A network of groups has pledged to support calls in Chiang Mai for the office of provincial governor to be an elected position, a position which is consistent with opinion polls in other regions that suggest most Thais also want elected governors.
A coalition of activists claiming to represent 60 local and national groups on the matter issued a joint statement yesterday, saying it backed those in Chiang Mai who wish to see their province follow the same democratic model as Bangkok.
The network includes the Provincial Administrative Organisation Association of Thailand, the Campaign for Democracy and the Provincial Self-Administration Network.
The coalition suggested that elections for the post would lead to a bona fide distribution of power which best answers the needs of residents.
It added the campaign was gaining momentum and looks set to spread beyond Chiang Mai, given the results of recent surveys and a general preference among communities for the right to steer policy by electing governors who can be held to account for their actions.
The system of appointed governors is part of a centralisation of administrative structure which has persisted for the 90 years that the country has been a constitutional monarchy.
This intense centralisation of power caters to the interest of select groups of people able influence the system, argue the groups. The "lopsided" distribution of resources and interests put the majority of people at a disadvantage, they claim.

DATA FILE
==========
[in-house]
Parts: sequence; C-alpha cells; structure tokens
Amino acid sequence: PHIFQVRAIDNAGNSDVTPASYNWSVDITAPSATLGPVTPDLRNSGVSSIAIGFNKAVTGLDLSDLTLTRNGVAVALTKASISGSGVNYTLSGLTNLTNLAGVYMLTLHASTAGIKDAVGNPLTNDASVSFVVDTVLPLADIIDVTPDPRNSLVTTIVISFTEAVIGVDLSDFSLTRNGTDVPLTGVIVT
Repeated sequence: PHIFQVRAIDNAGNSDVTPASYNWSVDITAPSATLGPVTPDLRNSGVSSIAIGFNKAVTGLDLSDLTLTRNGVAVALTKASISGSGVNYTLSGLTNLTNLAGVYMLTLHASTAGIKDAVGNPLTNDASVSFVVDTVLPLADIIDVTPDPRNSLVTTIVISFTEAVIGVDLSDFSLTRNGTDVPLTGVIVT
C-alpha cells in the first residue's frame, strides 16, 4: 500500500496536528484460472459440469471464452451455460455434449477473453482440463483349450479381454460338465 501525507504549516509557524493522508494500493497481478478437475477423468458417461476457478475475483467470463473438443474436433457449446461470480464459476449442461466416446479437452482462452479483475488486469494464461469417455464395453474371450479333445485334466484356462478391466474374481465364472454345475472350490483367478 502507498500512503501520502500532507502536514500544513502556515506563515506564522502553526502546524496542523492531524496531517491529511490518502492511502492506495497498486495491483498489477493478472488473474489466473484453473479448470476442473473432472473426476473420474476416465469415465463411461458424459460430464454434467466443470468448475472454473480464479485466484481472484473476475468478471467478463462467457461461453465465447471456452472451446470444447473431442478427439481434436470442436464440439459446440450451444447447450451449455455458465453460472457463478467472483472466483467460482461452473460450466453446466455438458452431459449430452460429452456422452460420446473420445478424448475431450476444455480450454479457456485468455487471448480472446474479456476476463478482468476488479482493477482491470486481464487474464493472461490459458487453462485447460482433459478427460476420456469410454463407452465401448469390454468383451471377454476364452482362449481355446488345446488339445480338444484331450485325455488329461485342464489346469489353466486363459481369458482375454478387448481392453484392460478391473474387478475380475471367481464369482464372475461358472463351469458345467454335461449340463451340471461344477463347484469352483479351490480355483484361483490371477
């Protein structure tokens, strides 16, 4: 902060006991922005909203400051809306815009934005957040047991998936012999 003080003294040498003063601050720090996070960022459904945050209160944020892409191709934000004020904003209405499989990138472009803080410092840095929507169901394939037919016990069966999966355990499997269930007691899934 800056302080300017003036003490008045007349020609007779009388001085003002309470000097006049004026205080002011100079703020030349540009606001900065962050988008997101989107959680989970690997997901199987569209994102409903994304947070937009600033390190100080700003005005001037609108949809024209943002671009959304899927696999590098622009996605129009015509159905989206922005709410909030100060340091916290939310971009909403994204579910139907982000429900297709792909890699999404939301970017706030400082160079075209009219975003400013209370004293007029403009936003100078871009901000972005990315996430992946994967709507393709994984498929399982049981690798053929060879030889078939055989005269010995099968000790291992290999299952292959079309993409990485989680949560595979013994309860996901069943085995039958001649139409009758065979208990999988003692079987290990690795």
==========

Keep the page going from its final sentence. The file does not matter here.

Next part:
The network is advocating a restructuring of administrative power through a gradual transfer away from the central authority of state agencies to the grassroots know-how of local candidates and officials.
The network pointed to a poll carried out by the National Institute of Development Administration, or Nida Poll, during the week which found a majority of people nationwide share that belief.
The survey was conducted on April 18-20 via telephone interviews with 1,320 people aged 18 and throughout the country.
Currently, the governors of every province except Bangkok are appointed by the Interior Ministry. Only the people of Bangkok, which was made a special administrative area called the Bangkok Metropolitan Administration, elect their own governor.
Asked whether they want to be able to elect their governors, the answers were:
66.1% said "yes", very much;
18.6% said "yes", moderately;
10% said "no", definitely not;
3.7% said "no", not particularly;
1.3% were not interested.
Asked whether they thought elected governors would be differ from appointed governors in terms of their contribution to the development of the provinces, their answers were:
57.8% said "yes", very different;
27% said "yes", fairly different;
8.7% believed they would not make any difference;
5.9% believed they would make only a little difference;
0.5% were uncertain.